Never mind, let’s get back to crafting. In high school, I learned to make both stained glass and jewelry, but though I loved the art, these are expensive hobbies that require specialized equipment and supplies I could not afford at home. My mother knit stuff, and I wore the sweaters she made me. But I was not interested for myself.

When I was a young mom, I had time on my hands but no money. I crocheted white lace curtains for the living room from 70 balls of string. Yes, I did that, and they were pretty, too. And I discovered tatting. And some other interesting forms of textile expression, like whitework and pulled thread work. But tatting could be super intricate, so that’s what I did most. I designed jewelry, mostly with black cotton thread and beads, which I quite liked, and my friends did too, since they (apparently willingly) bought earrings and necklaces from me. I was still not a knitter.

And I did the same stupid thing to my daughter as was done to me, but with crochet. I only taught my little girl how to do chain stitch, then went back to my project for a while. So she made a giant long chain from variegated yarn, and by the time I looked up and realized she was completely bored, she was over it and didn’t want to learn any more about crochet. We still use that thirty foot long chain as Christmas tree garland every year. I don’t think she’s picked up a crochet hook since. Let this be a lesson to you, moms: pay attention once in a while. (I kid. I know you are very attentive. I’m the distracted one.)

My mother eventually succumbed to breast cancer in 2002, after long years of illness. I asked for and received her big basket of knitting needles, which I promptly gave to my daughter, because she had just learned to knit from some high school friends. Knitting started to seem a little interesting to me, as a way to possibly keep/create/honor a connection to my mom. But I didn’t do anything about it.

Let’s jump ahead a little. In 2009, I broke my ankle hard. I had surgery, and ended up with 11 pins and a plate (which looks more like bicycle chain than a plate) and a big cast and I was stuck home on the couch for six months. Six month recovery time, people. Siiiiiiiiiiiiiiiiiiix mooooooooooooooooooooooonths….

So I devised a project for myself: I’d crochet a blanket. I found a design on Ravelry, which I had just discovered, ordered yarn online and I got to making granny squares. You can see the project here: http://www.ravelry.com/projects/FrivoliteByHand/casablanca-crochet-quilt

Oh, what a project! It was huge! I had bags filled with granny squares. I worked on it every day and finished the thing just about the time my doctor said I could start walking again.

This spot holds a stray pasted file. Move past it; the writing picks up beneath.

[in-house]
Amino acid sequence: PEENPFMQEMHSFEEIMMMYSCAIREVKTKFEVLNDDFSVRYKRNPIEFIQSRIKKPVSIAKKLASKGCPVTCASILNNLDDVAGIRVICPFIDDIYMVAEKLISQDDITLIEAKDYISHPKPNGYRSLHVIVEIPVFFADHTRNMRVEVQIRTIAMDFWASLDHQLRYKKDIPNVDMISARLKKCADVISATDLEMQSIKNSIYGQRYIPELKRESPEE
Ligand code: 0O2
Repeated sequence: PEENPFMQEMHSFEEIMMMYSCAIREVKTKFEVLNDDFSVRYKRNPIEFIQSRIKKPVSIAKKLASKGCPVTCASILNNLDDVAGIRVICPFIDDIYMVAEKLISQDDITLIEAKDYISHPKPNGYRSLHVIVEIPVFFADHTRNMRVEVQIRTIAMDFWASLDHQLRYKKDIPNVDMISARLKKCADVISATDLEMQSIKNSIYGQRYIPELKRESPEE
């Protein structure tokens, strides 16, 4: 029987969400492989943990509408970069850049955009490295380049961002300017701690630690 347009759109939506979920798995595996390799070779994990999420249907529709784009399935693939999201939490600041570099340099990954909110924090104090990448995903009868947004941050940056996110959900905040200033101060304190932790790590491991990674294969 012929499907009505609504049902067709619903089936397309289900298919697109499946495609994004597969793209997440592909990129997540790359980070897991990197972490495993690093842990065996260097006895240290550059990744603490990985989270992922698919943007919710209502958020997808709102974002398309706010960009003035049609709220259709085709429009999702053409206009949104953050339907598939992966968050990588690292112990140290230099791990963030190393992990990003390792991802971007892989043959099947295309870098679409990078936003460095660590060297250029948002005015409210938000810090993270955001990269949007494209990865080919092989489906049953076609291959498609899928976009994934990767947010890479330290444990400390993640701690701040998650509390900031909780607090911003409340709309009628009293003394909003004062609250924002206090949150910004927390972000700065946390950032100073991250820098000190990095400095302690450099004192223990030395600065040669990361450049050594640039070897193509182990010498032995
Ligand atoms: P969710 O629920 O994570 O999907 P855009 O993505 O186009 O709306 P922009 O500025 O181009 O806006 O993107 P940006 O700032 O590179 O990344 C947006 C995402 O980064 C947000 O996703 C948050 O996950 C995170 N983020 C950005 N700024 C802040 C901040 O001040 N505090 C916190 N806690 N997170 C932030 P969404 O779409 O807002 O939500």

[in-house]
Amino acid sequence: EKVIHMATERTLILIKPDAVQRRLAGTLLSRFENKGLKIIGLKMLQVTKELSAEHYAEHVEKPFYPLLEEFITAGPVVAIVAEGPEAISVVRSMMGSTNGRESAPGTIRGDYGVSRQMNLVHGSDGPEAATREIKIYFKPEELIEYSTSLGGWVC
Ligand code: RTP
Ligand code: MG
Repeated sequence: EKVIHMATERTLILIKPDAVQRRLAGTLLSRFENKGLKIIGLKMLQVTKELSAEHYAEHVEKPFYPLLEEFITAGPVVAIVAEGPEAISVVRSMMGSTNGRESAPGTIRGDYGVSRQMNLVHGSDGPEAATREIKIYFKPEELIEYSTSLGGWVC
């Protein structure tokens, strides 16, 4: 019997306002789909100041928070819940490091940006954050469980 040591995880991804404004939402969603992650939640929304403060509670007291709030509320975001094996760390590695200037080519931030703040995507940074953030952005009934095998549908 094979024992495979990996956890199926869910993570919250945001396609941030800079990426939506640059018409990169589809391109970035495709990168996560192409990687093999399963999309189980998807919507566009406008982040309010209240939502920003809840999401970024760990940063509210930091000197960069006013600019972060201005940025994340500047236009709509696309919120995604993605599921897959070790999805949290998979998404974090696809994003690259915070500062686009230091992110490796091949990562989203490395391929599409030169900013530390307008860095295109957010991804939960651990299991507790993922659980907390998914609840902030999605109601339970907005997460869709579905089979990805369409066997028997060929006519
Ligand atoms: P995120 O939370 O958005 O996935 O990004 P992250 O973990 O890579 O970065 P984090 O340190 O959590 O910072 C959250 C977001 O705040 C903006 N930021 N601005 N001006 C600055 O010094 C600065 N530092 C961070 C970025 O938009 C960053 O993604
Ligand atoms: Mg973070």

You might imagine, after crocheting for six months (and unable to do much of anything else), I was kind of over it for a while. I put all my crafty crochet stuff away. But my daughter was sitting in the living room knitting. She was crafty, making cool stuff. Being, as you can now see, fairly greedy for crafting, I pushed my crutches aside, sidled over and breathed on her neck and watched her. I asked lots of questions. Finally she set her work down, looked at me over the top of her glasses and said, “You want to learn?”

“Yes, please,” I said promptly and humbly, and she gave me needles and some yarn and showed me patiently what to do. And then showed me again because I got lost trying to start. And I couldn’t hold my hands right. And I got lost between what is a knit stitch and what is a purl. And how to turn the work at the end of the row without tangling the yarn all over. And how to not make crabbed little stitches too freaking tight to get the needle in for the next row. And what to do when the stitch falls off the needle. And how to frog when it all goes to pot. I felt so stupid and incapable, I almost gave up and went back to sensible crochet. I must say, she was very patient with me. I kept going. And then it clicked and the needles clicked and I haven’t looked back.

I knit a terrible, dense hoodie from cheap acrylic that I still wear around the house when it’s cold. I won’t wear it outside because it is awful. Tight in the armholes, too. But that’s ok. It’s my first project and as far as beginnings go, it’s pretty nice.

And that’s how, thanks to my daughter, it turns out I’ve been knitting for just four years now. Coming along ok, I think.

So how about you? What do you have to say for yourself? What crafty rabbit holes have you fallen into? What were you doing in the groovy 70’s? Were you barefoot, too, or would you have called me a hippie? Do you have a headstrong grandbother – sorry, grandmother? 🙂  How did you start knitting? Why is knitting so hard at the beginning?

Well?

 

Week 2: The RAWR Project

Week 2

There it is, two weeks of hats: four large velociraptors and a brim for number five. I have to make this same hat three more times, and then three dimetrodon cuties and then I can stop. It’s my own personal Jurassic Age. RAWR!